at the time of organization. Cook had planned 
the fraternity with the others, but shortly before 
it was organized Jia^ withdrawn from the Uni- 


yersity of Alabama and entered Princeton. At the 
first meeting it was voted that no one should be 
considered a member of the fraternity "except 
those present." This was afterwards rescinded 
to the extent of voting Cook a member, and send^ 
Ing him a ritual that he might initiate himself. 
He has always been considered one of the 

The Preliminaries. In planning for Sigma Alpha 
Epsilon the strictest secrecy was observed. Only 
eight men who had trod the campus at Tuscaloosa 
knew that such a movement was aroot, and these 
were the eight men directly concerned. John 
Kerr'B home was in Tuscaloosa, and the prelimin- 
ary meetings were frequently held there, but no 
member of his family knew what it meant, though 
the secret councils gave rise to much whispered 
speculation. Sometimes, when the meetings to 
talk the project over were held elsewhere, Kerr 
would arm himself with an air of mystery and an 
old Mexican horse pistol that Had been in the 
family ever since the Mexican War, and would 
quietly steal away to the rendezvous. No suspi- 
cion of what was afoot roused the Greek chapters 
from their lethargy; and if the men who were in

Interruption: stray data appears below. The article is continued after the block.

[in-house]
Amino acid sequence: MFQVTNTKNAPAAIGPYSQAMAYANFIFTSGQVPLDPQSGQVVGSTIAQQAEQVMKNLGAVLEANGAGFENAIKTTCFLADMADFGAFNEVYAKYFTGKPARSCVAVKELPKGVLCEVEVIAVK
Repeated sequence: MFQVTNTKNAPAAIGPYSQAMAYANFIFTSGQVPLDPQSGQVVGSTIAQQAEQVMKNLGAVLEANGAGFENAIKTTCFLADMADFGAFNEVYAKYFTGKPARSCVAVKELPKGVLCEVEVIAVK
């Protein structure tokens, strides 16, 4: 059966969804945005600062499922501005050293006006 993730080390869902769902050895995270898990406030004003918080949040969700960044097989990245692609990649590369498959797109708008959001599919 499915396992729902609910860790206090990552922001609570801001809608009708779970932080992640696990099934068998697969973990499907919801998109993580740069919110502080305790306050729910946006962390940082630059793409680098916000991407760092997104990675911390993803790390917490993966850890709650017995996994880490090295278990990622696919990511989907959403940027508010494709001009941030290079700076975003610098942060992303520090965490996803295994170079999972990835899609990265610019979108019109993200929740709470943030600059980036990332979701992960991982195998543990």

the venture were seen together more frequently 
than usual, it was attributed to tne feeling that a 
company of fast friends were aware that the day 
that would rupture their union was close at hand. 
So the days passed until March came. 

The First Meeting. The ninth of March meeting 
was held in a building still standing in Tuscaloosa, 
which is now occupied as a private residence, but 
which for many years was called the Mansion 
House and previous to that was known as John- 
son's Schoolhouse. Noble De Votie presided at 
the first meeting. He declared that they had 
met "for the purpose of organizing a fraternity to 


be called Sigma Alpha Epsilon." John B. Rudulph 
had designed the badge and it was unanimously 
adopted without debate. The badge has come 
down through the years with but little change. 
Abner E. Patton was elected to serve as president 
until the adoption of the constitution. An odd 
provision adopted at this meeting was that the 
chapter could not have a membership larger than 
thirteen per cent of the student body. 

The First Constitution. A constitution was the 
^important question to be considered, for it was 
'the very foundation of the fraternity. This was 
so because under the term "constitution" were 
comprised not only the laws to govern the frater- 
nity, but its ritual. This remained true for many 
years. What are now known as the national laws 
and the ritual were formerly comprised in the 
word "constitution." In the minutes of the first 
meeting we read that a committee of three was 
appointed to write the constitution. We already